You relax in the cool shade of a palm tree in your yard, sipping on lemonade; the radio faintly hums but you still recognize the tune that plays: “Here Comes the Sun” by the Beatles. You easily recognize the classic tune, the way most of the globe would; who doesn’t know a Beatles song when played? Most people would just recognize a Beatles song but would not analyze the actual evolution and meaning the Beatles reached throughout their career. There exists a story behind the music of the Beatles, one which explains their maturity and growth as legendary music composers over their periodic time of fame. The Beatles’ lyrics and tone of music would come to grow into a completely altered style that would define rock for the rest of time.
In the establishment of the original Quarrymen (later modified to The Beatles) the band seemed to imitate U.S. traditions such as rhythm and blues, country and western, and girl group pop. They reproduced American pop of the late 1950’s and early 60’s, blended it with a bit of trademark elements, and sold it on the American market as British pop. Many early songs also clearly demonstrated the band’s dedication to teenage love through songs like “She Loves You” and “A Hard Day’s Night.” The Beatles’ first international hit, “I Want to Hold your Hand,” remains a great example of the American imitations: the driving guitars that are inspired by Chuck Berry’s low chords, the duet singing of the band stands closely similar to the Everly Brothers, while the “ooo’s” throughout their songs came directly off of Little Richard. Even the structure of the song (AABA) was derived from Tin Pan Alley (early music writers that were based in the New York neighborhood of Tin Pan Alley).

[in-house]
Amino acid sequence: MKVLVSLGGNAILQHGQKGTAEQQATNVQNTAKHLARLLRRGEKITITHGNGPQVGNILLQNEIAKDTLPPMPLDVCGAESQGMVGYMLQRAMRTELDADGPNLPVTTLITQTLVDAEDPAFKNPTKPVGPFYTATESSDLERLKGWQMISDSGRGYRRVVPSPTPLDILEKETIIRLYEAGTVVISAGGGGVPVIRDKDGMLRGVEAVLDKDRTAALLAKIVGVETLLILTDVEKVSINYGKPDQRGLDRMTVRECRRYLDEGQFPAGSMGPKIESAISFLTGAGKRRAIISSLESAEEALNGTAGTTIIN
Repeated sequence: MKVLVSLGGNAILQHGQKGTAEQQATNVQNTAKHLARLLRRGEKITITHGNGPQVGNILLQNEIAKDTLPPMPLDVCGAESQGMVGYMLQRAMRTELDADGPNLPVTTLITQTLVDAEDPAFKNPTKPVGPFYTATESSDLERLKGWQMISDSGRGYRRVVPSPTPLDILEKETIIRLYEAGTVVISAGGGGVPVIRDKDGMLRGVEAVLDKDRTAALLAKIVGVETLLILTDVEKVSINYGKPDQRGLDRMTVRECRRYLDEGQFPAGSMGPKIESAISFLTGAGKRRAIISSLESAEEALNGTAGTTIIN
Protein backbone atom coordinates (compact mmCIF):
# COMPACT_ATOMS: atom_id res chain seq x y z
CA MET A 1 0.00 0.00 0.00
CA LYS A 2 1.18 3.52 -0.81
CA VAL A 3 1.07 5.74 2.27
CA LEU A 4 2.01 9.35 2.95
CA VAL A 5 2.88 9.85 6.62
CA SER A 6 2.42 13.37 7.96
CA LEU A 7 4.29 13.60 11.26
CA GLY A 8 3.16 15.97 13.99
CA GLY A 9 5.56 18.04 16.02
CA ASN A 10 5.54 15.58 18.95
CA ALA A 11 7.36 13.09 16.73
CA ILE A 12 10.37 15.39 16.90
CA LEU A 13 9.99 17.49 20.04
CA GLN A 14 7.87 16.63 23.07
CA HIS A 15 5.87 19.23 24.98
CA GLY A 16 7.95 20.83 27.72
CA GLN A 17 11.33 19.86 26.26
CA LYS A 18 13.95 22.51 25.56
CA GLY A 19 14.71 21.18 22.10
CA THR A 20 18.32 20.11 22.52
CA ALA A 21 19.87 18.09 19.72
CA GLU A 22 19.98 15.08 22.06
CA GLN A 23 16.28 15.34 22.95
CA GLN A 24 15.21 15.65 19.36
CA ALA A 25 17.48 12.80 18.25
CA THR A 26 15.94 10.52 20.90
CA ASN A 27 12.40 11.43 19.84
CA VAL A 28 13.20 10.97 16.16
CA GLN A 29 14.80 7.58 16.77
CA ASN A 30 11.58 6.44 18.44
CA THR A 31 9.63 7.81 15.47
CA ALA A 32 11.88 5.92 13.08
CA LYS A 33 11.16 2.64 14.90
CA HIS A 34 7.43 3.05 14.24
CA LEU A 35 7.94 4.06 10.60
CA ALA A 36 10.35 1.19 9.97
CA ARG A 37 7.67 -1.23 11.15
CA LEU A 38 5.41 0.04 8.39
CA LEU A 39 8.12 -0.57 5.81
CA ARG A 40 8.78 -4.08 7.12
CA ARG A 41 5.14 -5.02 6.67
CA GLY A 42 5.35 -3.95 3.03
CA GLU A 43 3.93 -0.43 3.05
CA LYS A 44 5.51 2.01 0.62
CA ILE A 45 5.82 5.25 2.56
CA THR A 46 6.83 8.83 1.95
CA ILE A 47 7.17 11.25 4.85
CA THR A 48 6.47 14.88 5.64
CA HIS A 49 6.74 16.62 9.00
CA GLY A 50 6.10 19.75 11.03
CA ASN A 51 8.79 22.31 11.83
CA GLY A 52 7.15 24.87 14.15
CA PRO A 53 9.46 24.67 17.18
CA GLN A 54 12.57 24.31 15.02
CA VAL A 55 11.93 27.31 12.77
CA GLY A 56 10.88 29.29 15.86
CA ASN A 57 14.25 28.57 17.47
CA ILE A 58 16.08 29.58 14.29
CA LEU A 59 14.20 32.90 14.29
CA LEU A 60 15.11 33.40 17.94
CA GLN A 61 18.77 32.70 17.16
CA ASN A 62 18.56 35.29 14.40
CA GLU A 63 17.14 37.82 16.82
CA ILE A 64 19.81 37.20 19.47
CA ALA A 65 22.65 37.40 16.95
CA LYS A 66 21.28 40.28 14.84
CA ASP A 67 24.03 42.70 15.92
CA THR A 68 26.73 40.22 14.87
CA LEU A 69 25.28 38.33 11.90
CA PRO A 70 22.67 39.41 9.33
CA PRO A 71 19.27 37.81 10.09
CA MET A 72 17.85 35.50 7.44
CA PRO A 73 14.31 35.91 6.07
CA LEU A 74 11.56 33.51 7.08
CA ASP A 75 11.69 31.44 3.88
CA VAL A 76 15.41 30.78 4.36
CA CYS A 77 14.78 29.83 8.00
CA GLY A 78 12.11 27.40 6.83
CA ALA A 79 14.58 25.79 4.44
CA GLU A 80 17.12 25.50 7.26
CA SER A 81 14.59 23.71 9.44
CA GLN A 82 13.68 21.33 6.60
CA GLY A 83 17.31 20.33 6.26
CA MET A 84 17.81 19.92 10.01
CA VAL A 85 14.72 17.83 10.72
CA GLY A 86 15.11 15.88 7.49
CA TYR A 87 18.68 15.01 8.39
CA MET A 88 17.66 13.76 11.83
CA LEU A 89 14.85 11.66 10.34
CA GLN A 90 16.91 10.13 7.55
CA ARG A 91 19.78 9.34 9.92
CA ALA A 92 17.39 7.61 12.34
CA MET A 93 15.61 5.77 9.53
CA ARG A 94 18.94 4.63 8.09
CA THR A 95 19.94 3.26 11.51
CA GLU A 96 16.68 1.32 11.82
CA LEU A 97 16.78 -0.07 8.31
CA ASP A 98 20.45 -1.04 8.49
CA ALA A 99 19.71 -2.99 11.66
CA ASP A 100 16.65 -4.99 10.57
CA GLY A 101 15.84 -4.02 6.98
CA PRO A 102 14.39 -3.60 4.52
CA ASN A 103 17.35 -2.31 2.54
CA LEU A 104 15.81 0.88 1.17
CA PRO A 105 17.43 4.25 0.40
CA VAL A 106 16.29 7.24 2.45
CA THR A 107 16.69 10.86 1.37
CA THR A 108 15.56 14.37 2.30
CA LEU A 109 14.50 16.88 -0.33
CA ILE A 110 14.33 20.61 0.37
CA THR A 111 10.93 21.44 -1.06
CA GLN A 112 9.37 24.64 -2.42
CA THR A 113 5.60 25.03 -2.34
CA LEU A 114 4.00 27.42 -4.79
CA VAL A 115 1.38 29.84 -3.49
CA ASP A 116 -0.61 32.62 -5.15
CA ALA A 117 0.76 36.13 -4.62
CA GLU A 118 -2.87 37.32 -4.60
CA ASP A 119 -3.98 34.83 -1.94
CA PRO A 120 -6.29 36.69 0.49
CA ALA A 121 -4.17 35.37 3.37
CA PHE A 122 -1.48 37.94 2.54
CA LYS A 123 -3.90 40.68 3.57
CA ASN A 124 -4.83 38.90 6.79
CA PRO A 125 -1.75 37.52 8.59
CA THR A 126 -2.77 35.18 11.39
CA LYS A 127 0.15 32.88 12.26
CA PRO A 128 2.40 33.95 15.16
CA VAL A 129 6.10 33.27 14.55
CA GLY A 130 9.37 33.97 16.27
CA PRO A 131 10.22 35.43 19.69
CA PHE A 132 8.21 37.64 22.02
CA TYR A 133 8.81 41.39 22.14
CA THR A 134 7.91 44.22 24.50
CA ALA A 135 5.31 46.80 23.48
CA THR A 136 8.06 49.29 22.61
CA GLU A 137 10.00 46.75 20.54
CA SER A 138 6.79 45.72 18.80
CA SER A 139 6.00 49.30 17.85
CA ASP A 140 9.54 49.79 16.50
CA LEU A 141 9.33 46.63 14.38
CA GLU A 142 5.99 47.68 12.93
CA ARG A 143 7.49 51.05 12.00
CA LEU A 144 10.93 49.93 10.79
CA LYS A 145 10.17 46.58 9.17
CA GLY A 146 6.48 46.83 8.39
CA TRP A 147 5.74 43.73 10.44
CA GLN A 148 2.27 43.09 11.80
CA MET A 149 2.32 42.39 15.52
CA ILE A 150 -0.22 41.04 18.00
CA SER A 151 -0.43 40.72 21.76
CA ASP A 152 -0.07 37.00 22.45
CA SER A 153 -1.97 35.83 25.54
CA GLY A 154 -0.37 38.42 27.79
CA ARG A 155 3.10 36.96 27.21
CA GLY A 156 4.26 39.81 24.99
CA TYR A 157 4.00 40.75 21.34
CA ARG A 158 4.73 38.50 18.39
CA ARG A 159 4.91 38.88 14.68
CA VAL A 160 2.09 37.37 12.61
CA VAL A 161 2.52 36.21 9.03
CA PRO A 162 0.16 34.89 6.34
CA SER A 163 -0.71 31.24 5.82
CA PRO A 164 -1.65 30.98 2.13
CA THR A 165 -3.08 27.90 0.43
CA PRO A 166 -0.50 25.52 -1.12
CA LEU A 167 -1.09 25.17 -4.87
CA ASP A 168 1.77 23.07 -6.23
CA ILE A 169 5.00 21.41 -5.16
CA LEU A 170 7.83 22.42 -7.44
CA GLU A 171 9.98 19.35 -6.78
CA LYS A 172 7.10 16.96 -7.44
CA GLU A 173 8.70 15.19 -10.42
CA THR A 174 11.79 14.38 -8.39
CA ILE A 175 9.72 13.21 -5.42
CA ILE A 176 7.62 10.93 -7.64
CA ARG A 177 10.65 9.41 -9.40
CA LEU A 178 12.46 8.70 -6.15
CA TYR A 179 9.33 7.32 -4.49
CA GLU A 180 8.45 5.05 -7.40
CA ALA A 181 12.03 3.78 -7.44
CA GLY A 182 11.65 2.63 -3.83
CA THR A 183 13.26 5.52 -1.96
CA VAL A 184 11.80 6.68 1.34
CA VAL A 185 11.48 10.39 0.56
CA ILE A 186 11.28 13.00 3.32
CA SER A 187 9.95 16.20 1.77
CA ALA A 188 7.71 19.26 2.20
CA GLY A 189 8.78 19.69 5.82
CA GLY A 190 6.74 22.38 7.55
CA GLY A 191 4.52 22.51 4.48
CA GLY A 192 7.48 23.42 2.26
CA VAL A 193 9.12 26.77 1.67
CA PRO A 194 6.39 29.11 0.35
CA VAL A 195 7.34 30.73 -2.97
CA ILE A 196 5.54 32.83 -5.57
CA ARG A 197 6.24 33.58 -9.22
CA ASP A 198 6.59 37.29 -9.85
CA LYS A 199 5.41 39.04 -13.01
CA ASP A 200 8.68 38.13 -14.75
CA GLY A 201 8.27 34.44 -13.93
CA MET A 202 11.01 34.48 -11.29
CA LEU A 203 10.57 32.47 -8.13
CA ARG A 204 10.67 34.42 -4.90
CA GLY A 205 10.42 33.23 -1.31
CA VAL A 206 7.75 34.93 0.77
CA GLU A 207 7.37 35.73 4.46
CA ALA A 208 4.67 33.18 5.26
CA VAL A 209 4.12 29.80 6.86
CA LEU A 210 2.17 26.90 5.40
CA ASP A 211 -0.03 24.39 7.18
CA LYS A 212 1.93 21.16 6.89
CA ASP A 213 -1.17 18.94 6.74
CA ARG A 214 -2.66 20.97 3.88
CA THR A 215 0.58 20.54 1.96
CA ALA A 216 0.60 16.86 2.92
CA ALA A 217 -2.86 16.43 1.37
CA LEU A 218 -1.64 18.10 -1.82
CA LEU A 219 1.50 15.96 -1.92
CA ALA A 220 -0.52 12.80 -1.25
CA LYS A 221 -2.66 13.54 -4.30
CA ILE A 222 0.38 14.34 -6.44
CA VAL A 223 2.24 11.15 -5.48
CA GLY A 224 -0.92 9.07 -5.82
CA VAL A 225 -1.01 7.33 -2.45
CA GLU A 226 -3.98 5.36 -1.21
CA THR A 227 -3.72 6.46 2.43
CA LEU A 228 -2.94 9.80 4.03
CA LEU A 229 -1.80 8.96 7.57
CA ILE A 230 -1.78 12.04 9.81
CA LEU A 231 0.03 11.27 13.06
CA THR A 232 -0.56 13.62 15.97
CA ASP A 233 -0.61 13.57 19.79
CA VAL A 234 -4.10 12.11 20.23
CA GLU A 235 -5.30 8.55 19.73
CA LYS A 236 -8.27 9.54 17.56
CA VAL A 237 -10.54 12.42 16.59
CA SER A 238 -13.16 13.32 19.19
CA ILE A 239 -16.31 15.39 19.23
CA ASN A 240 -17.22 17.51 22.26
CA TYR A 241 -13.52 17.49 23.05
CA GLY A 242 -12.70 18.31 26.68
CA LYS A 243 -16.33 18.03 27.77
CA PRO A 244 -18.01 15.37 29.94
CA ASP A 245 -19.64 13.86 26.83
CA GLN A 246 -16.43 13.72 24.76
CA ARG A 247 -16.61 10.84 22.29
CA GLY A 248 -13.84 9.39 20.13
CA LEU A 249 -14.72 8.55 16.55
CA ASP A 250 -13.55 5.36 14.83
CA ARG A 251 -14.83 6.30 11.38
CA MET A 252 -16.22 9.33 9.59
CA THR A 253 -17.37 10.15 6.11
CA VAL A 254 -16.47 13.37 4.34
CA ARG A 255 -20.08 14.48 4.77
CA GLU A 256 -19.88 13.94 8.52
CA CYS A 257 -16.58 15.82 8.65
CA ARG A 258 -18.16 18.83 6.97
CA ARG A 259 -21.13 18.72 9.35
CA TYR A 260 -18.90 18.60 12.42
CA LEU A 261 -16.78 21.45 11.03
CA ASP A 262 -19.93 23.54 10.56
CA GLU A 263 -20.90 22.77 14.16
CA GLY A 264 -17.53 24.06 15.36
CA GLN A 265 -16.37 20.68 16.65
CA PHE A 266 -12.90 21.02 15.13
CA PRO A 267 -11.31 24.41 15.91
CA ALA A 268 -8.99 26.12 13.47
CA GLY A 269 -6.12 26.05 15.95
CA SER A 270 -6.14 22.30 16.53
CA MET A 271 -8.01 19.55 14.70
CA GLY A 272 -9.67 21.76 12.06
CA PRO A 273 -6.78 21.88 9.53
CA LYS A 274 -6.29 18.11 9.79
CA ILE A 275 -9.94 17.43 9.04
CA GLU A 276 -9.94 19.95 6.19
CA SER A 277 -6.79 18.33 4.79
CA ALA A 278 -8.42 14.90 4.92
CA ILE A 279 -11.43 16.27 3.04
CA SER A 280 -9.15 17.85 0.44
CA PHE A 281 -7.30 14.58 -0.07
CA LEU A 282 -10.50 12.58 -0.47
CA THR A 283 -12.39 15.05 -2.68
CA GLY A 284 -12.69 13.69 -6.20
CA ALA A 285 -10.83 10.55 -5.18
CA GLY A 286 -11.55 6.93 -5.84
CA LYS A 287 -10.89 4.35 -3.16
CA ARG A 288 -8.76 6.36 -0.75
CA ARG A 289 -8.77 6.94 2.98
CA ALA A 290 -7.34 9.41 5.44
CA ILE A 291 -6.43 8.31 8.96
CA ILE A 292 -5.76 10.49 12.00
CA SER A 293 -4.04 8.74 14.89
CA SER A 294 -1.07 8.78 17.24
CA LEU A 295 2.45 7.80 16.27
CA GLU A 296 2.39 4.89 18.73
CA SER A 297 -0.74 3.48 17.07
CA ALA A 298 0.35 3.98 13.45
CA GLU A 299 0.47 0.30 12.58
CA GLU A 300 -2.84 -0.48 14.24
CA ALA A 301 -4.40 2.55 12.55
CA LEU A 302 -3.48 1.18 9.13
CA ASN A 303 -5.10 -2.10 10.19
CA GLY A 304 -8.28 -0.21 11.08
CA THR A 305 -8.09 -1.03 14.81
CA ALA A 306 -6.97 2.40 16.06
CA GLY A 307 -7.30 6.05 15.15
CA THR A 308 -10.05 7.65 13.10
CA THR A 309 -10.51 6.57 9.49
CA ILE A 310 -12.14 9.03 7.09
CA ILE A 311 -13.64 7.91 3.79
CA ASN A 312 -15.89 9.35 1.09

Throughout five years of non-stop touring and concerts, the Beatles anticipated success through writing and recording quickly. But with this obsession of success, came limits; those limits were noticeable through their reworking of a number of elements, most of which are traced back to the band’s beginning music. Though they struggled to write new material, much variety became incorporated into the “rushed” tunes. Slowly, the Beatles began moving into the artistic side of the music and slowly faded away from the traditional and imitated music they began with. They slowly succumbed to the peace movements and self-exploration times around them, relaxing their tones and rhythms and writing unconventional lyrics. The Beatles grew tiresome of the road and along with them, their music and voices, which were now backed by more soothing instrumentation like violins and guitars. If one were to listen to their hit “Eleanor Rigby,” Paul McCartney’s voice rests at a more tranquil quality, flowing with the constant sharp violins and the strumming of low guitar chords as he sings about a form of dark alienation.
After traveling for 5 years, the Beatles returned to the studios to write original and fresh material. Now being overwhelmed by the Psychedelic movement, their lyrics addressed more serious topics, a wider range of instrumentation was used, standard structures were abandoned, and more time was taken to record